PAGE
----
Let me give you examples. First off, the Chinese have become very adept at transshipping and circumventing so that the products come in mismarked, misidentified. They’re steel, but they come in mislabeled, they come in through surrogate countries like Vietnam and South Korea. They come in the form of the steel that the steel mills make, and they also come in the form of steel products. The impact is much greater than the 2 percent indicated.

In addition, the overcapacity is felt in this country because there’s all this excess capacity. It doesn’t all have to come directly here to have a major negative impact.

If China sends steel to South Korea or to Brazil or the European Union with that excess capacity, then the folks that were supplying those customers in Korea and the EU and in South America, they have to find a home for their steel, so they start looking around for the most open market in the world, and guess who it is? It’s the United States.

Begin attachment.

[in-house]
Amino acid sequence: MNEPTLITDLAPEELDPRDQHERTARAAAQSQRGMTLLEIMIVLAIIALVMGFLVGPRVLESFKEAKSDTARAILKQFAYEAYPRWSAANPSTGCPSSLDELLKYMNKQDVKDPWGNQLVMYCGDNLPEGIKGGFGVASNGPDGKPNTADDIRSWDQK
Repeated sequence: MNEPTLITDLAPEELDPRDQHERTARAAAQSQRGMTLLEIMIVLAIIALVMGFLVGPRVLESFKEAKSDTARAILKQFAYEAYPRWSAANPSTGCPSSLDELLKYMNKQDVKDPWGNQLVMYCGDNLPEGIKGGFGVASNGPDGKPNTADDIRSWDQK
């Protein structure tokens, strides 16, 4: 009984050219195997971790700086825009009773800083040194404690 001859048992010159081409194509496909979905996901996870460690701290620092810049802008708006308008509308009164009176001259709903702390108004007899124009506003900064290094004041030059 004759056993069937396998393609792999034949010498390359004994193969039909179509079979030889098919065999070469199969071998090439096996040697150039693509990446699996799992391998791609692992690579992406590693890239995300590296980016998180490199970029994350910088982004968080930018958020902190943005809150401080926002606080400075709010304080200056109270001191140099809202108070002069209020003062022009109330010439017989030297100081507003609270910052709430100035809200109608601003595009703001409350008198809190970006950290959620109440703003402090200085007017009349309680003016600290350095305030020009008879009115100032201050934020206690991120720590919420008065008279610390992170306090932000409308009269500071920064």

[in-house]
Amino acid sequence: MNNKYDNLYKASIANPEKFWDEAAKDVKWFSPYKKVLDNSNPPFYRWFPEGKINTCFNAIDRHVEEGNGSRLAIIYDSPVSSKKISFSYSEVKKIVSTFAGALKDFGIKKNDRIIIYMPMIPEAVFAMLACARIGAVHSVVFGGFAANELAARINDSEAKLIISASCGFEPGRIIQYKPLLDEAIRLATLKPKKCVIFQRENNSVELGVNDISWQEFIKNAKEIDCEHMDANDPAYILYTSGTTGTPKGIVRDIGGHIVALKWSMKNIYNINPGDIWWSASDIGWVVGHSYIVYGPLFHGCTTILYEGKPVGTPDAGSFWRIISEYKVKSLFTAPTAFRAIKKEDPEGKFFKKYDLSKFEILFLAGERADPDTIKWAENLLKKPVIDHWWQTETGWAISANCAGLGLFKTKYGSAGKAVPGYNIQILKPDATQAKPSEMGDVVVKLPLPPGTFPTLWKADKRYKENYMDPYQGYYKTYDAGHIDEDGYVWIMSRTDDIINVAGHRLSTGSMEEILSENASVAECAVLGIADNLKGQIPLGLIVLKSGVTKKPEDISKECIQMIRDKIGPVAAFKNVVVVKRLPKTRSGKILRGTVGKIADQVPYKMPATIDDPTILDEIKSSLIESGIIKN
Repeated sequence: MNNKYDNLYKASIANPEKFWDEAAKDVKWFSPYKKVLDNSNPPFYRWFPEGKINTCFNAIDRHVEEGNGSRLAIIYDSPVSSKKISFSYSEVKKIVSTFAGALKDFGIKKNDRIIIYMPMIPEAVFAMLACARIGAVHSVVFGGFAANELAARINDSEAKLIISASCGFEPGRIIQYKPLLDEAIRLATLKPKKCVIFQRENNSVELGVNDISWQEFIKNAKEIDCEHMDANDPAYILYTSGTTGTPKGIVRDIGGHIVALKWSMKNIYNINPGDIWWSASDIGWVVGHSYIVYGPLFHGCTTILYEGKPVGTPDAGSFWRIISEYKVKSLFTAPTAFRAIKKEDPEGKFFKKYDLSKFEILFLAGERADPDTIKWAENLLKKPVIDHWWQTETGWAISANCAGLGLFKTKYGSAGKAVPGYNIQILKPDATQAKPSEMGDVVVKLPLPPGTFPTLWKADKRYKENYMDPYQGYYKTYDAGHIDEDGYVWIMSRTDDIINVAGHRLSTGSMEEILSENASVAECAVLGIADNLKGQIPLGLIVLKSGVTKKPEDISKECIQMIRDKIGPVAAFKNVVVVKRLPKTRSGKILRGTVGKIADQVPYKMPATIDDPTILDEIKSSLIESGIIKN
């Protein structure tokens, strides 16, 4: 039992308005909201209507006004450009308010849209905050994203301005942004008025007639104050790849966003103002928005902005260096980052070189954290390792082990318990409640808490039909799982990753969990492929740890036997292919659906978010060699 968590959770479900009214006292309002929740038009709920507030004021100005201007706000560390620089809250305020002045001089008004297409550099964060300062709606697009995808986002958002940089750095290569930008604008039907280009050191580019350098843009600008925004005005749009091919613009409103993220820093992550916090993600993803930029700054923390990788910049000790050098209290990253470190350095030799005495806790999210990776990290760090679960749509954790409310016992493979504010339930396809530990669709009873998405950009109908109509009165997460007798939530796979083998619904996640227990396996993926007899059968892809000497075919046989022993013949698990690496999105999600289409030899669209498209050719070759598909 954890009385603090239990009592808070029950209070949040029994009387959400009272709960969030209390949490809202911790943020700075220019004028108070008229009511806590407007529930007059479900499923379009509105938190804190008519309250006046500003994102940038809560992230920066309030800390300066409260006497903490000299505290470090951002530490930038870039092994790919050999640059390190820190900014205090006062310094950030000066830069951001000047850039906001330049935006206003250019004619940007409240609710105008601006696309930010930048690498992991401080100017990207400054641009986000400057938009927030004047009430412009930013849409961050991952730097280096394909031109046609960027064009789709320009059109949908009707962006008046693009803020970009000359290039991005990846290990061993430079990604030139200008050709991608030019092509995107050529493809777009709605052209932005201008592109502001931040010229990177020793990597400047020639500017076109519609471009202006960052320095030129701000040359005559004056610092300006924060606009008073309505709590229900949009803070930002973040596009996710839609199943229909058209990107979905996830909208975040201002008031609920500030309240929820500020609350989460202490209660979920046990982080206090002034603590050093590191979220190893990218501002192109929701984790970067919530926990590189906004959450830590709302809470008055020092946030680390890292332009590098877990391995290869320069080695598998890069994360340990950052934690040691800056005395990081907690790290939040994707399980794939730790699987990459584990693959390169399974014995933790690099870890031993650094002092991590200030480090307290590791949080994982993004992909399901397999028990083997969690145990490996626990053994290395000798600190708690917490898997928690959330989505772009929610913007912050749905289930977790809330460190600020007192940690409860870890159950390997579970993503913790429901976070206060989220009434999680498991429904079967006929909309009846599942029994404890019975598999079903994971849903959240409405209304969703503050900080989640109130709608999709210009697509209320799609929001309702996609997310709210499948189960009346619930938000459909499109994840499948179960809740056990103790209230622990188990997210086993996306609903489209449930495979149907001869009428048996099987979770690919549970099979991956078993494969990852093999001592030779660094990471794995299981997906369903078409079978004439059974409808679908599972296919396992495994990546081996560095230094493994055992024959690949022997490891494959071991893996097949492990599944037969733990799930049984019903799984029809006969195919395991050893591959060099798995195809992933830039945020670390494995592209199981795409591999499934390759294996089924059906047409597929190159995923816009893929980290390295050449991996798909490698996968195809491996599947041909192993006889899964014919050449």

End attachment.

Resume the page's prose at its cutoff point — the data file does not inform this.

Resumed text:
So then we start seeing countries being forced to push their exports into our market because of what China’s doing globally. They do the same things globally that they do here, they circumvent, they transship. They’ve got the game down, they put stuff in containers and mismark them. Our customs people are getting much better at catching this stuff, but they have limited resources, and they’ve got to be increased.

The 2 percent number is fake news, it’s not representative of the true impact. It’s millions of tons more coming directly from China or because of the effect of China on other countries to move their steel products to their customers.

Here’s living proof: [On Tuesday], there was an announcement that Eurofer, the European Steel Association, made a demand of the EU that they put quotas on all countries sending steel into the EU